Earlier today I popped over to see a cycling buddy who had taken a tumble over the weekend and broken his collarbone in a couple of places. Whilst not in too bad a shape, he was in some considerable pain and, having taken a couple of the (analgesic) painkillers he had been given at the hospital, complained that they didn’t seem to make that much a difference and he would love some that had a little more kick. Mind, he needs to be careful for what he wishes and if our NHS ever needed a cautionary tale about the perils of painkillers, it need only look across the pond.
Following twelve days independently investigating poverty in the UK, Philip Alston, United Nations Special Envoy, has concluded that recent welfare reforms (aka Universal Credit) have officially inflicted undue misery on millions of Britain’s most disadvantaged. His analysis confirms what many suspected: that these reforms, initially introduced under the auspices of austerity, appear now to be motivated less by economic necessity and more by a political will to achieve a high degree of social re-engineering.
Last week on the on the (very) delayed 16.40 to London Waterloo, we were informed that “those passengers travelling to Twickenham, Richmond or Clapham Junction are advised to either change at Staines and join the Windsor & Eton Riverside service travelling twenty minutes behind or return to those stations via Waterloo.” The (very) pretty lady opposite looks up from her phone, confused and I offer the opening gambit of “decisions, decisions.” I see her visibly recoil in both surprise and horror.
Apparently, there’s a gentleman in Colorado who, it’s safe to say, is pretty hacked-off by the noise created by Denver airport. How hacked-off, exactly, I hear you cry? Well, to the tune of 3,555 formal complaints in one year alone, that’s how much. Now, as an inveterate easy-going pacifier I have to admit I don’t think I’ve ever made an official complaint about anything, but I do regard myself as not too dissimilar with Colorado Man in as much as I am a bit of a moaner.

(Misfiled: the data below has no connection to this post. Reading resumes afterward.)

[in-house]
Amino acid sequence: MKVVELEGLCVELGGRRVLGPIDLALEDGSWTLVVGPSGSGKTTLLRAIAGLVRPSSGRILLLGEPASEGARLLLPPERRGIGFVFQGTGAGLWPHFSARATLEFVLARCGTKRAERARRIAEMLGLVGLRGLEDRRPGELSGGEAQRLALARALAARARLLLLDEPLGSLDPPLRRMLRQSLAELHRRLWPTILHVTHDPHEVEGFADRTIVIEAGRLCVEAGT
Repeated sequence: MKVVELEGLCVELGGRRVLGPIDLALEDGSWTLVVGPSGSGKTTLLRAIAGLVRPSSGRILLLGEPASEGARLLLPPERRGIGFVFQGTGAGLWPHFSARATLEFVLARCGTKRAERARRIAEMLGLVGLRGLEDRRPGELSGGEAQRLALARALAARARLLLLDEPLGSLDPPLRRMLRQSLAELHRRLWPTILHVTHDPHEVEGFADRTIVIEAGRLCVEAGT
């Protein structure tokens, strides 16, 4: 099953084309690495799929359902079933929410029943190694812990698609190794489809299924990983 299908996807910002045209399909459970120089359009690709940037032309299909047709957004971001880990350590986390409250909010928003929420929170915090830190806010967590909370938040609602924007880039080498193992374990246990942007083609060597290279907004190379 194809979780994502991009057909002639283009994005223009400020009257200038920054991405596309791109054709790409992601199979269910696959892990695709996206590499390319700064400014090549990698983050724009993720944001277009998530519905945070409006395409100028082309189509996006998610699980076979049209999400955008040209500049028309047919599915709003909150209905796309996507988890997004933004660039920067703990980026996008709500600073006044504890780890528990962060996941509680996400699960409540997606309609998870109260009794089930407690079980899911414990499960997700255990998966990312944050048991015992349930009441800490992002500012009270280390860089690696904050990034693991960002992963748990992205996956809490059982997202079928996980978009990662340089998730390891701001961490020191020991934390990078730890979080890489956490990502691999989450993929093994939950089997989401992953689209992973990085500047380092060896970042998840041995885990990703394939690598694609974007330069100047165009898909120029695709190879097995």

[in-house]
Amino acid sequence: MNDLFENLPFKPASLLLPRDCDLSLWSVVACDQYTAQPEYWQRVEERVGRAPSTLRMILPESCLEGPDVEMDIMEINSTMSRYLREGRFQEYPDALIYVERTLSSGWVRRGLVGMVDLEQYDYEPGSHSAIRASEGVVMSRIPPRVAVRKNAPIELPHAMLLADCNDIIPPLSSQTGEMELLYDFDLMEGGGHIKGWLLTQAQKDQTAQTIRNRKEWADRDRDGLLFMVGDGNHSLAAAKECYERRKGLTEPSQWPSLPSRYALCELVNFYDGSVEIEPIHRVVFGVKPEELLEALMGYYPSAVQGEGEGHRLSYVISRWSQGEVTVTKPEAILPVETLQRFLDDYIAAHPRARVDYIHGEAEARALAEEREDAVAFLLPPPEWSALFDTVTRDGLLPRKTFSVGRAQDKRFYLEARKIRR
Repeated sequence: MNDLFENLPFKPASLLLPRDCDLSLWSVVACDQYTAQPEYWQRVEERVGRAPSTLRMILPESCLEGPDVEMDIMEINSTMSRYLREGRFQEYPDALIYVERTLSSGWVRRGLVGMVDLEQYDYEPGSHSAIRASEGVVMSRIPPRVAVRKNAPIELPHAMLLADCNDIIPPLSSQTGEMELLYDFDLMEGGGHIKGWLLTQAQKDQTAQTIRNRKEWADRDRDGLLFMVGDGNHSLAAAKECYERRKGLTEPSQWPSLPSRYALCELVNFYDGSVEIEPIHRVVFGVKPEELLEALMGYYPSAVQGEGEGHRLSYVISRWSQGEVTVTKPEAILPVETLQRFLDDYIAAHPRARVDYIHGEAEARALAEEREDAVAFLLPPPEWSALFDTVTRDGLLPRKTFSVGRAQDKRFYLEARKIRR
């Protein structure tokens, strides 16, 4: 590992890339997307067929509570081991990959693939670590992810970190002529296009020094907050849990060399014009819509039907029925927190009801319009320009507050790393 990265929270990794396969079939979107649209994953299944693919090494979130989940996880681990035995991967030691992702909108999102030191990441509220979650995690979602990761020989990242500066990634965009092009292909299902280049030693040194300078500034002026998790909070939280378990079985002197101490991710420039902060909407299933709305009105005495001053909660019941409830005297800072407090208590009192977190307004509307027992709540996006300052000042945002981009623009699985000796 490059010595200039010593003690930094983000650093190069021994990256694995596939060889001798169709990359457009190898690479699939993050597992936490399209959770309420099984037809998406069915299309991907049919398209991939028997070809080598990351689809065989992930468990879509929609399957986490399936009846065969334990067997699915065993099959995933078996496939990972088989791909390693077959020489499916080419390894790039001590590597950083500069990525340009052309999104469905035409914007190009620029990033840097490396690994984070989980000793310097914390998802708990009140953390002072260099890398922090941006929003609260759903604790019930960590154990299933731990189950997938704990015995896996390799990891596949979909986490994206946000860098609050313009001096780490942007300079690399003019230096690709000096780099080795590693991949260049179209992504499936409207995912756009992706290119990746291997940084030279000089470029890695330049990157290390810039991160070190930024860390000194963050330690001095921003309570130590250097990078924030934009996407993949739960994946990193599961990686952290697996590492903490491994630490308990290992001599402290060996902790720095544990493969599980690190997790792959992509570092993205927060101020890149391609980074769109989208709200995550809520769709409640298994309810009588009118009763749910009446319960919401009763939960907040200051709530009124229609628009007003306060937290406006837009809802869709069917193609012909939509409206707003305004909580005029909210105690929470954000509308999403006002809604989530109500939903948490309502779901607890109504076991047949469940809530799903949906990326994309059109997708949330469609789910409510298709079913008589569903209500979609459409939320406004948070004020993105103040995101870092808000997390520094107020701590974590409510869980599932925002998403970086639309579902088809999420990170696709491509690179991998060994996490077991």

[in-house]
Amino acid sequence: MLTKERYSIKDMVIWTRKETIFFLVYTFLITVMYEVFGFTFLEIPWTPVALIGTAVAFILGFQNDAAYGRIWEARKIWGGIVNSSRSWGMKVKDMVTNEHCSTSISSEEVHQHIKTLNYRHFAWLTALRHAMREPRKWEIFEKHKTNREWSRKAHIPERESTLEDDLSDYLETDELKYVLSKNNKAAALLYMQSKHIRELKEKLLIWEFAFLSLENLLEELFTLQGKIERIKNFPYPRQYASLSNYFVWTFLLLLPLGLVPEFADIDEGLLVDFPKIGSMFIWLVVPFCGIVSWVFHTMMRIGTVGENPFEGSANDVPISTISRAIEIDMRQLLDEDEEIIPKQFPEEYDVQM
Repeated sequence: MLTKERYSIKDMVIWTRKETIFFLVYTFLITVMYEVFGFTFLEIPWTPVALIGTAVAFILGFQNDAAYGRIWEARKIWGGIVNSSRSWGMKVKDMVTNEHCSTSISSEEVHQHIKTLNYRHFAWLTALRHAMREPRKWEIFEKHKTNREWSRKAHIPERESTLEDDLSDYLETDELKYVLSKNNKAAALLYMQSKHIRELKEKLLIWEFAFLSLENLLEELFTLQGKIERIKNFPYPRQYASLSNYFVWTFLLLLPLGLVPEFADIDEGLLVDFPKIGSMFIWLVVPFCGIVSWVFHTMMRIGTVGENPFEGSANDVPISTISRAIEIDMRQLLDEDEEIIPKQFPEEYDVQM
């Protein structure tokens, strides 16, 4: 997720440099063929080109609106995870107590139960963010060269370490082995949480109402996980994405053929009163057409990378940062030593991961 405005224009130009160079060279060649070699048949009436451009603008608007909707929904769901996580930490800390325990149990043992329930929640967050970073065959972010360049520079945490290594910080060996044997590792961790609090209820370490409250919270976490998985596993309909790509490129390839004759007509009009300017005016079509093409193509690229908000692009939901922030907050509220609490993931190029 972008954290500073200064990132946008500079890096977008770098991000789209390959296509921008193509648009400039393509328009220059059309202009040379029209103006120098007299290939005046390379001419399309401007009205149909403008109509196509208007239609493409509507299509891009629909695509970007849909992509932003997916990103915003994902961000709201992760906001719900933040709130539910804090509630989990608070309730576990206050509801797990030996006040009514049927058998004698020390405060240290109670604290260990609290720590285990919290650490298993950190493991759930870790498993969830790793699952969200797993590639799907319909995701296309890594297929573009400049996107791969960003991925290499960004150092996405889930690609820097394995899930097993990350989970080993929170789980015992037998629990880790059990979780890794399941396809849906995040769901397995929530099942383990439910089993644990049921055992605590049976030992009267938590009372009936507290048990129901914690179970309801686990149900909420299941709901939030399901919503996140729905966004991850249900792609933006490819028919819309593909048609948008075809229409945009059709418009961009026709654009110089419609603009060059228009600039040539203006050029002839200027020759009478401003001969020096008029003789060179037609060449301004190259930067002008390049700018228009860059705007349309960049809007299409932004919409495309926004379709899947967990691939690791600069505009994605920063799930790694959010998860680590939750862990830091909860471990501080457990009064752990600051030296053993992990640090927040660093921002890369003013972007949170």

Not one of my posts but a nationally published letter sent by singer-songwriter, comedian, author, poet, broadcaster, multi-instrumentalist and professional northerner, Mike Harding, to Theresa May. If you’ve not already seen it, it’s certainly worth two minutes of your time.
Apparently, there are 7161 people in the UK who are currently registered as owning a black-and-white television. Now, from Schindler’s List to The Artist I love black-and-white films and I fully concede that, by eschewing much of today’s tech gimmickry, I do live a little in the past, but a black-and-white tele, come on peeps get with the programme, literally and metaphorically. Notwithstanding the lower licence fee, £49 as opposed to the more colourful counterpart’s £150.50, what’s that all about, is it not a curiously high number and completely fascinating?
Jeff Bezos has recently announced his New York homecoming by declaring the two new Amazon HQ offices will be sited on the east coast as opposed to Seattle, and about time too. The Big Apple has always been the spiritual home of the corporate giant since it was here, in 1994, that Bezos, then managing a hedge-fund on Wall Street, had the idea for the retail company. At that point, however, Amazon had yet to be named and the two front-runners were ‘Cadabra’ and ‘Relentless’.
Having survived what many consider to be her darkest, of many dark hours, and with the whole world railing against her, I’ve been confronted with a somewhat unprecedented feeling towards our beleaguered Prime Minister: sympathy. Thankfully, I recognised it just in time and was able to take myself in hand for a good stiff talking to. The key, I realised, is to look at it in the whole, to see her current predicament in the context of her past decisions and actions.
Broadsword Calling Danny Boy. Come in, Danny Boy, do you read me? I make no apology for the fact that this post will mean absolutely nothing to the vast majority of you. But to the one or two that is does, it will be pure gold! Several months ago an earlier post detailed my celluloid ‘guilty pleasures’ – films that arguably hold precious little technical, photography, acting or even story-telling merit but, for whatever reasons, keep drawing me back to watch them.
After watching the beautiful remembrance day service on the tele last Sunday, I had a sudden rush of pride and patriotism. There’s nothing like a turn-out of the great and good to focus our attention: high profile dignitaries, polished top-brass, secretive Whitehall officials, brave soldiers marching in perfect time, Chelsea pensioners and humble aged veterans standing to attention with an old school dignity that evokes an unavoidable stir of emotion.